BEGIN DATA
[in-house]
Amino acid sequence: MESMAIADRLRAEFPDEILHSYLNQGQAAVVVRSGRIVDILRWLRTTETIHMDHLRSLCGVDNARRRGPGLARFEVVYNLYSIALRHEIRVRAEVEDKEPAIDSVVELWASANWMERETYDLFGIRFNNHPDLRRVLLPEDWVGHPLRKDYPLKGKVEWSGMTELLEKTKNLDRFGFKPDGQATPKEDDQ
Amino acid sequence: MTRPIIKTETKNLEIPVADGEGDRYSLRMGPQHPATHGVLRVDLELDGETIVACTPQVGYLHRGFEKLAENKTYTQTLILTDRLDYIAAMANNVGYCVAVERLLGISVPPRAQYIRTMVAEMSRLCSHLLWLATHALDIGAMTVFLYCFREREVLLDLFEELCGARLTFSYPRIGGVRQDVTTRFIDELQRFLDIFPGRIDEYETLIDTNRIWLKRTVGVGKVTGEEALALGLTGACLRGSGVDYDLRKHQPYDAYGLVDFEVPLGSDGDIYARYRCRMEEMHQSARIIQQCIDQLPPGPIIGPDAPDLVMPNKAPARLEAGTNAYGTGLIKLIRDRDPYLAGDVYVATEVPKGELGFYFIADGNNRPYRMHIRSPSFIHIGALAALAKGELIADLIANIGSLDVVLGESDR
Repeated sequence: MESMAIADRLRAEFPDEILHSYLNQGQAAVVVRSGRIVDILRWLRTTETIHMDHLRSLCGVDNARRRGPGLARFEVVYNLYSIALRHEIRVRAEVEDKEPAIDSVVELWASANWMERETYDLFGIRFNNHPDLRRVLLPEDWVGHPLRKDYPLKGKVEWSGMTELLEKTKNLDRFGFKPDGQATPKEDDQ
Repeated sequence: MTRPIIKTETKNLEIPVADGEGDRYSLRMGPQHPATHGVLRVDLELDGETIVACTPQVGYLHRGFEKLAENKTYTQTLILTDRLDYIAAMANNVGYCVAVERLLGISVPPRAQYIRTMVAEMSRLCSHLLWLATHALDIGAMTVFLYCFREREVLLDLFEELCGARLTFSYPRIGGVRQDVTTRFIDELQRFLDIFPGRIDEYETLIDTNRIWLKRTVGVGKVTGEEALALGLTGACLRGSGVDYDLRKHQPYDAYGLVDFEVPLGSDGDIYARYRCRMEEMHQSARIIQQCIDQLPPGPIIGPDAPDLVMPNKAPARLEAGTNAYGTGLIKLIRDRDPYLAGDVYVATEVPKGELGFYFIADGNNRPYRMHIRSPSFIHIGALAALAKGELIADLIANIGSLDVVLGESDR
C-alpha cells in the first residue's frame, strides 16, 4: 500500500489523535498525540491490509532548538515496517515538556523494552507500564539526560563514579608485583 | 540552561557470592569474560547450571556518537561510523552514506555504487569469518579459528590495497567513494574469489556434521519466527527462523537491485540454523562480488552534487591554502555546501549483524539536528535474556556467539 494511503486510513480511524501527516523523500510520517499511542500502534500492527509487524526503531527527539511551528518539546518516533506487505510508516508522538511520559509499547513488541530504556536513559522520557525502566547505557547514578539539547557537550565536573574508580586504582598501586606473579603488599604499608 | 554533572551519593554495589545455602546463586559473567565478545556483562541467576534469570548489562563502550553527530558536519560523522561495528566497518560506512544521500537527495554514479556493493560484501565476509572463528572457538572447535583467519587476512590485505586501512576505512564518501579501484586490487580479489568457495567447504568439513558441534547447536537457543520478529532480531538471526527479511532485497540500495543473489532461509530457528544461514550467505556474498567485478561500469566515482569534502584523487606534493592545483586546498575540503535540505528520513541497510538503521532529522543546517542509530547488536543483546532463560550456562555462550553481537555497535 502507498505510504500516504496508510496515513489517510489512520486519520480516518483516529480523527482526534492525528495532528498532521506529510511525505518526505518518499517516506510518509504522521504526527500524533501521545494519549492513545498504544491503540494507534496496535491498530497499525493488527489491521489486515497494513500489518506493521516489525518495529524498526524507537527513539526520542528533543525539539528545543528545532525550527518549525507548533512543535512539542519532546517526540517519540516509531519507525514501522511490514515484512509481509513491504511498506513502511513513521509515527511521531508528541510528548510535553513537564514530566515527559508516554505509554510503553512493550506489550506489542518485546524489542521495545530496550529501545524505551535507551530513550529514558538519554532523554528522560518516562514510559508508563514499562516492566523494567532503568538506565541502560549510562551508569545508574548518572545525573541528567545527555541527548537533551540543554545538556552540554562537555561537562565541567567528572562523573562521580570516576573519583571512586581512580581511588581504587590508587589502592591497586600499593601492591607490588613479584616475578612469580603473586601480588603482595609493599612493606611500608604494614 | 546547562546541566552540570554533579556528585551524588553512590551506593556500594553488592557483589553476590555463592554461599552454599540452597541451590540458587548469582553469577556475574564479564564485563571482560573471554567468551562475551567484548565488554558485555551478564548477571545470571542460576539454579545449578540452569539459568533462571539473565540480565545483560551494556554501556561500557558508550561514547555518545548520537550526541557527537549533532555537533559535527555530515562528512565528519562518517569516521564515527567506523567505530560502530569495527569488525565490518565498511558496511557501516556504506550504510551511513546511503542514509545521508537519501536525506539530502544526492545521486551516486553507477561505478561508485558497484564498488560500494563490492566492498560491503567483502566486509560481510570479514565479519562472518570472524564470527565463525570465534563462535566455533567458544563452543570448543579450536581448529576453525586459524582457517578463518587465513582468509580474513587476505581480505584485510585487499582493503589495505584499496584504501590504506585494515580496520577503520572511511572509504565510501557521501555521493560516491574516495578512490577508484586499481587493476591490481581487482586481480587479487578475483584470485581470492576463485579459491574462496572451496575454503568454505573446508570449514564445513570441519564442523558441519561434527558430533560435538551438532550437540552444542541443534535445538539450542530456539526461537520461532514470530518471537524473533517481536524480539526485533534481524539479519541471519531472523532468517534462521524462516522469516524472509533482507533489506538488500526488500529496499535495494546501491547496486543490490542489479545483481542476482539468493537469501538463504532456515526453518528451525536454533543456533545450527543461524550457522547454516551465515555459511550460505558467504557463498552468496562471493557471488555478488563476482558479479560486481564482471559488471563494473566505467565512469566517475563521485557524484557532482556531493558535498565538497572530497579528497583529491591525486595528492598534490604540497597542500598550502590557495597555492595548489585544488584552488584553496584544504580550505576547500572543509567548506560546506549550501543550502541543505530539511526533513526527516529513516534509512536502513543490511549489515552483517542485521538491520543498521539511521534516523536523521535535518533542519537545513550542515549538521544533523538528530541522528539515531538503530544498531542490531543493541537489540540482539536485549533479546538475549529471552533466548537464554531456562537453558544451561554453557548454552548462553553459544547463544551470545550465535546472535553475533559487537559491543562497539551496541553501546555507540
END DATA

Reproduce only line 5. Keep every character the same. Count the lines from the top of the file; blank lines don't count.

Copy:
Repeated sequence: MTRPIIKTETKNLEIPVADGEGDRYSLRMGPQHPATHGVLRVDLELDGETIVACTPQVGYLHRGFEKLAENKTYTQTLILTDRLDYIAAMANNVGYCVAVERLLGISVPPRAQYIRTMVAEMSRLCSHLLWLATHALDIGAMTVFLYCFREREVLLDLFEELCGARLTFSYPRIGGVRQDVTTRFIDELQRFLDIFPGRIDEYETLIDTNRIWLKRTVGVGKVTGEEALALGLTGACLRGSGVDYDLRKHQPYDAYGLVDFEVPLGSDGDIYARYRCRMEEMHQSARIIQQCIDQLPPGPIIGPDAPDLVMPNKAPARLEAGTNAYGTGLIKLIRDRDPYLAGDVYVATEVPKGELGFYFIADGNNRPYRMHIRSPSFIHIGALAALAKGELIADLIANIGSLDVVLGESDR